My mother is a structural engineer; my dad is a computer scientist. When I entered Stanford, I was sure I was going to be techie. I didn’t know what I wanted to major in (although science seemed like a good bet), so I started off my freshman year with all of the introductory math and science classes I could take. Now, five years later, I’ve ended up with a degree in...sociology.
Over the last few years, I’ve become aware of a different way to frame the discussion about racism, one that I have found helpful. This approach situates the white experience fully within the issue and in relation to the experiences of others, giving me a new way to understand both my relationship with racism and the role and responsibility I have in combating it.
What annoys me, however, is when people ask “So what are you going to do with a Sociology degree?” Within the phrasing and intonation of this question are often a number of subtle assumptions and judgments.
Most people at Stanford would agree that that the issues of rape and sexual assault are serious matters; however, that doesn’t mean they are above becoming punch lines for jokes on campus. Similarly, jokes involving the Holocaust, dead babies and Helen Keller are made all the time; they are funny precisely because they are matters that should not be joked about.
I want to share the resources that I’ve used--both to commend Stanford for its supportive environment and to share with other students that may be floundering how I’ve made my way through school.
What made the difference between my good advisor and the bad ones? It really boils down to four things: knowledge, commitment, availability and the intangible personal connection.
I want to question the way our school defines diversity and if we truly are as inclusive of all kinds of diversity with regards to admissions as we say we are. Although I think our Office of Undergraduate Admission does a wonderful job in admitting a wide range of students, there are areas that should be examined to see if they could be improved.
This weekend was the Stanford Improvisors’ (SImps) 20th reunion. I spent the whole weekend doing improv with alumni, getting to know them and hearing them reflect on the role that improv and the ideas behind it have had on their lives. As one alumnus said, “Improv is so much more than improv,” and it has truly affected many of the alumni’s lives in more profound ways than simply being the focus of a group they were part of in college. In many ways, improv is a philosophy for life, and the tenets behind it can be paradigm-shifting for students in an environment like Stanford’s.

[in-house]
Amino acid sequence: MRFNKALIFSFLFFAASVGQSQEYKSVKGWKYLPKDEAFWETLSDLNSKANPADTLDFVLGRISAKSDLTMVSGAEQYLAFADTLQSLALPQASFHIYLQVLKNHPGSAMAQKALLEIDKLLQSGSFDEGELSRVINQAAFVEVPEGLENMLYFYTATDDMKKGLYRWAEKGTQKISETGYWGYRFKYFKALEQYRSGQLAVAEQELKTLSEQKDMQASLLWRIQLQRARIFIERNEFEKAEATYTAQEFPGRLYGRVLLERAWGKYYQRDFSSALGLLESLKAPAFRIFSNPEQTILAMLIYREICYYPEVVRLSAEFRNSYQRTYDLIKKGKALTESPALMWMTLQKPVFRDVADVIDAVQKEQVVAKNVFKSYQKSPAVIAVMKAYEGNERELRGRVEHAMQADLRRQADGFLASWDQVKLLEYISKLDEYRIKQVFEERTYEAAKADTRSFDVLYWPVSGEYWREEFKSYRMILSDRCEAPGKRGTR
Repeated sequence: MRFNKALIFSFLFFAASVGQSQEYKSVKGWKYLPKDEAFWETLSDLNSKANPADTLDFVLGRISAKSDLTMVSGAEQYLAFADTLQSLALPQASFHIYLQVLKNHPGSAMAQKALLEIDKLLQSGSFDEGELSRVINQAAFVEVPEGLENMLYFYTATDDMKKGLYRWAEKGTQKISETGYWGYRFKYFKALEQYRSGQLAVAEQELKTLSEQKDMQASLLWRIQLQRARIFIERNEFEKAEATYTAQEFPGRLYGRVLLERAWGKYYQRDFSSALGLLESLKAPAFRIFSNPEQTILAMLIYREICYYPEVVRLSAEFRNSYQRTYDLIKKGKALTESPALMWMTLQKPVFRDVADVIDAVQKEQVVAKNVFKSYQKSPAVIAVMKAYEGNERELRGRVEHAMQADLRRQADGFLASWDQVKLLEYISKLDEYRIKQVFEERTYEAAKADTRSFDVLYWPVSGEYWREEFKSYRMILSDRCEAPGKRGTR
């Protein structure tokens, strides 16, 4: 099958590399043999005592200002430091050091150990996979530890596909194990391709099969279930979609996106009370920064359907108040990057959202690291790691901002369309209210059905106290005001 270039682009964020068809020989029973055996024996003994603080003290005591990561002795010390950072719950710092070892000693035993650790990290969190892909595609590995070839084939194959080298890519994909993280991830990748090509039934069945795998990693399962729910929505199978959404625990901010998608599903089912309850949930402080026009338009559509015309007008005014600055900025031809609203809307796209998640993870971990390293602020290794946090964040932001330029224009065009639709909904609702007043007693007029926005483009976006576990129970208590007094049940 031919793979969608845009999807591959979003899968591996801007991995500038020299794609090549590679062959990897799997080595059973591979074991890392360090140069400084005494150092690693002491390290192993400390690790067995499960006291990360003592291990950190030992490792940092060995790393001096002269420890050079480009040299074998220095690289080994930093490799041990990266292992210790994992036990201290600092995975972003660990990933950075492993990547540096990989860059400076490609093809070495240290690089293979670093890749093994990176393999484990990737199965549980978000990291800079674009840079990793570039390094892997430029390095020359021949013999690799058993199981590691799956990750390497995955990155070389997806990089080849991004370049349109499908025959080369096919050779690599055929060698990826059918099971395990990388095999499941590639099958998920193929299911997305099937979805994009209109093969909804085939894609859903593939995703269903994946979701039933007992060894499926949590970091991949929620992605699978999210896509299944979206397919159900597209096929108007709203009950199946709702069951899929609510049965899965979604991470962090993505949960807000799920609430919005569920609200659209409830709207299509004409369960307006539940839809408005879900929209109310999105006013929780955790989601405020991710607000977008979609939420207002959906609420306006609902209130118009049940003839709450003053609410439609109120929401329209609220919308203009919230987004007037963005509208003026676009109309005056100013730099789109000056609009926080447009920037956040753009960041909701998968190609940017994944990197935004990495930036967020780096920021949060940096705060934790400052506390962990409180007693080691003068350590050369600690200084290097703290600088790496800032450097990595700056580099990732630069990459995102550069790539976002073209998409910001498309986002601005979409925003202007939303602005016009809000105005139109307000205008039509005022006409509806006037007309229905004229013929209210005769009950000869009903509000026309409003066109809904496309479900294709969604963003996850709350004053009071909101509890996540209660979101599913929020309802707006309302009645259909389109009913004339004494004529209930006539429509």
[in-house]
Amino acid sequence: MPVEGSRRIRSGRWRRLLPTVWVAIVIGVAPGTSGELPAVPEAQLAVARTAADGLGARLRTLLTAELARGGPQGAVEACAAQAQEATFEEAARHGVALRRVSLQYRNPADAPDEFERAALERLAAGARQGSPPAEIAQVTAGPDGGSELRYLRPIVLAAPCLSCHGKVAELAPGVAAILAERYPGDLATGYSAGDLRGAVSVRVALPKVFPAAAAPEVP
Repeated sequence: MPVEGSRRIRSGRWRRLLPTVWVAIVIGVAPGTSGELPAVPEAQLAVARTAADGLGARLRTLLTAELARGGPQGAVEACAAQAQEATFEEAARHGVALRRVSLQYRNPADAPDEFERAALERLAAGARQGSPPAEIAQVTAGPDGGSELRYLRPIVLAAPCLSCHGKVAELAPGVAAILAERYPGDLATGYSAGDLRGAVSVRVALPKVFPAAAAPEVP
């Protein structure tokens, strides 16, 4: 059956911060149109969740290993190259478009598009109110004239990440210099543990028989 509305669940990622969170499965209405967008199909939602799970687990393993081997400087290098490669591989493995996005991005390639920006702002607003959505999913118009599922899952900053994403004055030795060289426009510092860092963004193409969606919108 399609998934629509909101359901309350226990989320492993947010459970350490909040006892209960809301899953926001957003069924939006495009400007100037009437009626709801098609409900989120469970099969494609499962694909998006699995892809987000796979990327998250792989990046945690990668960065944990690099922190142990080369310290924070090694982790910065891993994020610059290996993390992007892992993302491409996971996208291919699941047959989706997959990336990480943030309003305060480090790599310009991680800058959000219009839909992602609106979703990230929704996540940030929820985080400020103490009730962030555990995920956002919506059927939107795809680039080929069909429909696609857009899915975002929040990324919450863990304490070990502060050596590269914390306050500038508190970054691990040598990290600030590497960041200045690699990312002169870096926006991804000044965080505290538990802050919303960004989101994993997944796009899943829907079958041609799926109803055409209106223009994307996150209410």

’m sure a lot of you can relate to the feeling of staying quiet even when you have things to say. I want to use this column to explore this -- not as an artifact of my individual personality (which in many cases it is), but as part of a larger process that happens on this campus. The process of silencing others is subtle and often not apparent to those who do not experience it or who are perpetrating it. I want to talk about how this has happened to me to try to raise awareness of how it happens and to encourage students to think about how they may be minimizing the voices of others.
I think of Stanford as also having that quality, but last fall when I got to campus I began to realize that I don’t know very many women here who are very open about being lesbians. At best, I’ve only been aware of three or four female undergrads in my time here that identify as something other than straight, but I know many gay men. So I started to wonder why that is.
There has been a conspiracy to prevent me from ever taking an art class at Stanford; I’m sure of it. For the most part, it’s not that hard to get into classes you want here, a fact I’m blessedly reminded of every time I see friends from home. The one exception I’ve found to this is our Studio Art Department. This is one of my eternal frustrations at this school: I love art, but it seems that the Department of Art & Art History wants nothing to do with me.